12.8.5. Human Environments
The most vulnerable human environments in Australia and New Zealand are those
that are subject to potential coastal or riverine flooding, landslides, or tropical
cyclones and other intense storms. Adaptation to natural variability in these
cases usually takes the form of planning zones, such as setbacks from coasts
and flood levels of particular return periods or engineering standards for buildings
and infrastructure. Many of these settlements and structures have long lifetimescomparable
to that of anthropogenic climate change. This means that many planning zones
and design standards may become inappropriate in a changing climate.
Adaptation in these circumstances depends on costs and benefits, the lifetime
of the structures, and the acceptability of redesigned measures or structures
(e.g., seawalls). Thus, responses will depend in part on aesthetic and economic
considerations; poorer communities, such as many indigenous settlements, will
be particularly vulnerable. Conflicts will arise between investors with short
time horizons and local government or other bodies who think on longer time
scales and may bear responsibility for planning or emergency measures. Complex
jurisdictional arrangements often will add to the difficulties of adopting rational
adaptation measures (Waterman, 1996).
In an attempt to meet these problems for the Australian coastline, a guide
has been developed for response to rising seas and climate change (May et al.,
1998), as well as good practice and coastal engineering guidelines (Institution
of Engineers, 1998; RAPI, 1998).
Local governments in some parts of Australia and New Zealand are identifying
measures they could implement to adapt to climate change. For example, the Wellington
Regional Council is required by its Regional Policy Statement to periodically
review current knowledge on climate change and possible effects on natural hazards;
the Council already allows for climate-induced variability in its flood protection
activities (Green, 1999).
The region's health infrastructure is quite strong, and numerous existing
adaptations, such as quarantine and eradication of disease vectors, are available
to deal with the main changes expected. However, there is concern that already
disadvantaged communities, especially indigenous people, may not have equitable
access to adaptation measures. Another issue is the question of adaptations
to deal with a climatic impact that may cause secondary effects. Examples include
adaptations that require more energy production or higher water use, and vector
controls that result in reduced population immunity to the disease carried.
12.8.6. Indigenous People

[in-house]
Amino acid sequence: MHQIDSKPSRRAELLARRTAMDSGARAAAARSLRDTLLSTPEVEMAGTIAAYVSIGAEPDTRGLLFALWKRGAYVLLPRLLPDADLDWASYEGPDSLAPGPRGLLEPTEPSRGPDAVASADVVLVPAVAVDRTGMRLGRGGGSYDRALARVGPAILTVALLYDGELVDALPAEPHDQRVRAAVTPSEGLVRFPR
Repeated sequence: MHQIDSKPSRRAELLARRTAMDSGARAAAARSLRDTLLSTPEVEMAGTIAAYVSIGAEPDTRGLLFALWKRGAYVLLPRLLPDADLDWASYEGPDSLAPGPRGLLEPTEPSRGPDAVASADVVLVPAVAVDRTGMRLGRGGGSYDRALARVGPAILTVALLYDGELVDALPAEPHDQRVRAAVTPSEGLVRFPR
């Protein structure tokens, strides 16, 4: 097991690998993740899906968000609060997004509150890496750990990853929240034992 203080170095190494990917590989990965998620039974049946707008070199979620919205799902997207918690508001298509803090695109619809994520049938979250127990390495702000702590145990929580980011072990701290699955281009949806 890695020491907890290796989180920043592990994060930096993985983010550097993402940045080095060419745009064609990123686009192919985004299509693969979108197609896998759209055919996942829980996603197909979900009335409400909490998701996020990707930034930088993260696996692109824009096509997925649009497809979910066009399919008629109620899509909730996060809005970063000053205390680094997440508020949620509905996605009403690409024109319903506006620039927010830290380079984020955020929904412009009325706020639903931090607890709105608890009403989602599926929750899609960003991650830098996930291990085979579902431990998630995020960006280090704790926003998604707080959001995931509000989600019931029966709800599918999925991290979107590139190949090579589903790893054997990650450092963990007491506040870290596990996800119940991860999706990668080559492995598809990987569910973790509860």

Traditional indigenous societies in the region have lived in a close and conscious
relationship with their environment (Tunks, 1997; Skertchly and Skertchly, 2000).
Australian Aborigines have modified and managed the landscape through the controlled
use of low-intensity fire (Kohen, 1995). They have lived in Australia for at
least 40,000 years. Thus, they have a long history of adaptation to sea-level
rise, which rose by 130 m from the last glacial maximum 18,000 years ago until
the present level was reached 6,000 years ago. Memories of these traumatic events
are found in oral traditions recorded by early European settlers (Mulvaney and
With the recognition of indigenous land rights, indigenous people in both countries
are now major land managers (Coombs et al., 1990; Langton, 1997) and hence are
impacted by and responsible for managing climatic impacts. The importance of
their participation in the development of policy and response strategies to
climate change is discussed in New Zealand Climate Change Programme (1990) and
Tunks (1997), but to date their involvement has been minimal. This is a result
partly of greater emphasis in Australia and elsewhere on mitigation of climate
change rather than adaptation (Cohen, 1997), lack of indigenous community involvement
in climate change research, and the array of other more pressing social issues
for such communities (Braaf, 1999).
12.8.7. Extra-Regional Factors
Basher et al. (1998) draw attention to the vulnerability of the region to external
influences arising from climate changein particular, from likely changes
in terms of trade (see also Stafford Smith et al., 1999). Increased risk of
invasion by exotic pests, weeds, and diseases and possible immigration from
neighboring territories rendered uninhabitable by rising sea level are other
factors. These issues exist independent of climate change but are likely to
be exacerbated by climate change. A variety of adaptations to deal with each
problem exist and can be strengthened, but the costs involved and remaining
impacts could be considerable.